The Synapse update is the first major update to the Bittensor Network.
By introducing synapse architecture, we have enabled the compression and transmission of logits, which dramatically improve both validation accuracy and overall network efficiency. The update also allows clients of the network to run inference directly - decode rich embeddings and directly generate text - while opening up further possibilities for future task-specific synapses to perform text-generalization, image generation, and other AI-specific tasks. Additionally, we have updated Validator evaluation criteria and implemented the use of scaling laws to optimize validation capabilities even further.
In a nutshell, the Synapse update:
- allows our network to interface seamlessly with the outside world
- opens up further possibilities for innovation and extensibility
- increases the overall modularity, performance and utility of the network as a whole
Prior to the update, the network transmitted next-token embedding of size (Batch, Seq, Network) between Validators and Servers. This meant that each Server needed to reply with their last hidden state and transmit their embeddings, E(x) over the wire. Validators then passed these embeddings through their own decoder and computed the cross-entropy loss, CE from the predicted logits. The origin of this approach in the context of our project was that it made use of the mixture-of-experts model, one of the initial inspirations for the Bittensor Network.
There were some key advantages to this approach.
Working in the embedding space allowed us to mix and match embeddings from different Servers, which enabled us to discover synergy across unconventional pairings. Embeddings also supported multi-modal/model combinations that allowed the network to solve various problems.
However, there was a significant drawback.
The use of embeddings didn't create an optimal distribution of duties between Servers and Validators. By working in the embedding space, Validators were responsible for training a decoder to decode received embeddings into logits for evaluation, and while this was possible with a smaller network, with expansion this task became overly time-consuming. The result of this was a potential loss of evaluation accuracy for Validators, and therefore a loss in overall network efficiency and value creation.
The Synapse update comprises three main network changes:
Embeddings to logits
With the update, we transitioned from the use of embeddings to directly transmitting token logits over the wire. This means that Servers are now responsible for using/developing their own decoder to compute the probabilities of the next-token logits of size (Batch, Seq, Vocab). These logits are then translated and compressed before transportation to Validators. The result of this is that Validators no longer have to use a decoder and can directly evaluate incoming logits, dramatically improving the accuracy of their assessments while allowing the network to scale more efficiently.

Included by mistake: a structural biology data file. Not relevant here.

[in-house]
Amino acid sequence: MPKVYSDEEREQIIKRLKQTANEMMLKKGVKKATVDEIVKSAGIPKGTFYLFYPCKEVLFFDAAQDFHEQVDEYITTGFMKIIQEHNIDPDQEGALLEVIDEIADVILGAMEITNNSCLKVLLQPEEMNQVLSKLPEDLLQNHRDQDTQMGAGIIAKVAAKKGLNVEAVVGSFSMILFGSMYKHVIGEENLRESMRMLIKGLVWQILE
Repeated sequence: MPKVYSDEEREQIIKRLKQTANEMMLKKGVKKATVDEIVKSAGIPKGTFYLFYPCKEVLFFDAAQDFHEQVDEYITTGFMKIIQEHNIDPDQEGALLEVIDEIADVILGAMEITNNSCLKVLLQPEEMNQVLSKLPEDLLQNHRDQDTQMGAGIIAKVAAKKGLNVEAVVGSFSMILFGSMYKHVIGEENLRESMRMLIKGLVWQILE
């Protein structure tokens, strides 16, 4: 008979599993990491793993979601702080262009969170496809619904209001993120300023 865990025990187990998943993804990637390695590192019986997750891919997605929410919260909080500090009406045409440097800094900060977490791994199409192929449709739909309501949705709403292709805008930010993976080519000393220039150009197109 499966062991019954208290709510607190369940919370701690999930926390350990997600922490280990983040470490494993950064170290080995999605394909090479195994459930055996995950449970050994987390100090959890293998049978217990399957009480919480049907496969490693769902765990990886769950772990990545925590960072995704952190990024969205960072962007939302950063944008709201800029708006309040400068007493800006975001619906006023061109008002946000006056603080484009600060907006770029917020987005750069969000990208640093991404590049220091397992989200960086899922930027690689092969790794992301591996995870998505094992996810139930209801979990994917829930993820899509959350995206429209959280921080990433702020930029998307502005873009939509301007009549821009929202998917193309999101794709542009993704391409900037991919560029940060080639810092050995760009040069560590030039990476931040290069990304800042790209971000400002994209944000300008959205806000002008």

The shift from embeddings to logits has also allowed us to add additional frameworks to the protocol, through the introduction of synapse objects to the Bittensor API. Synapse objects enable communication between Validators and Servers concerning which tasks capability and information format is expected. We are initially releasing three types of synapses, with more to be released in the near future.
The embedding synapse.
This synapse emulates the prior state of our network.
The logit synapse.
Communicates the expectation that a Server will perform NTP and return a probability distribution containing the most probable logits. Post update, these are the main evaluation synapses in the network.
The generation synapse.
Rather than NTP, this synapse communicate the expectation of text generation given a prompt.
We have shifted Validator evaluation from one based on a collective measurement to one based on individual assessment. Before the update, we used a modified version of shapely scores, a collaborative game-theory method to distribute contributions. Essentially, a Server, i, is scored based on its contribution to the group by measuring the difference in cross-entropy loss with and without embeddings. This method of evaluation allowed us to reward innovative and collaborative models that added unique value to the overall collective, N.
The drawback of this method, was, however, that as the network expanded, this type of scoring punished duplicated/similar models, resulting in fluctuating and inconsistent scores for more common types. As such, we found that a more individual assessment approach was optimal.
Secondly, we added a scaling laws, S, that can distinguish larger language models with potential to achieve state-of-the-art machine intelligence. Scaling laws take into account the difficulty of achieving the last 10% of of SOTA machine intelligence and rewards Servers accordingly by distinguishing which factors (dataset size, computational budget, number of parameters) are leading to improvements in models performance.
Ultimately, the implementation of the Synapse update is set to dramatically increase the utility, efficiency and modularity of the network as a whole, by allowing a seamless and dynamic transmission of information in and out of the ecosystem fit for a wide variety of use cases. This opens up possibilities for both internal and external innovation, extensibility and expression, some of which are immediately obvious, and some of which have yet to be discovered.